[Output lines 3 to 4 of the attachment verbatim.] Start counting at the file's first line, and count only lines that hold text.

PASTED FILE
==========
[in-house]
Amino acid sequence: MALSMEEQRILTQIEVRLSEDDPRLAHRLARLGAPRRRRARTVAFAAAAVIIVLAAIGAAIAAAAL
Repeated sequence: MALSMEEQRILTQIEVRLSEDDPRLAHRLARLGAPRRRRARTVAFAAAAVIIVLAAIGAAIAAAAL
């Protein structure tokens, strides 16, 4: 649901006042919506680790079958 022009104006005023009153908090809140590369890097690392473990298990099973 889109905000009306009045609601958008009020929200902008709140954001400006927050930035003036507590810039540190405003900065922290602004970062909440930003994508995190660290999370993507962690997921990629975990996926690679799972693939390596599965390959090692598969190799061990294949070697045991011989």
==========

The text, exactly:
Repeated sequence: MALSMEEQRILTQIEVRLSEDDPRLAHRLARLGAPRRRRARTVAFAAAAVIIVLAAIGAAIAAAAL
């Protein structure tokens, strides 16, 4: 649901006042919506680790079958 022009104006005023009153908090809140590369890097690392473990298990099973 889109905000009306009045609601958008009020929200902008709140954001400006927050930035003036507590810039540190405003900065922290602004970062909440930003994508995190660290999370993507962690997921990629975990996926690679799972693939390596599965390959090692598969190799061990294949070697045991011989």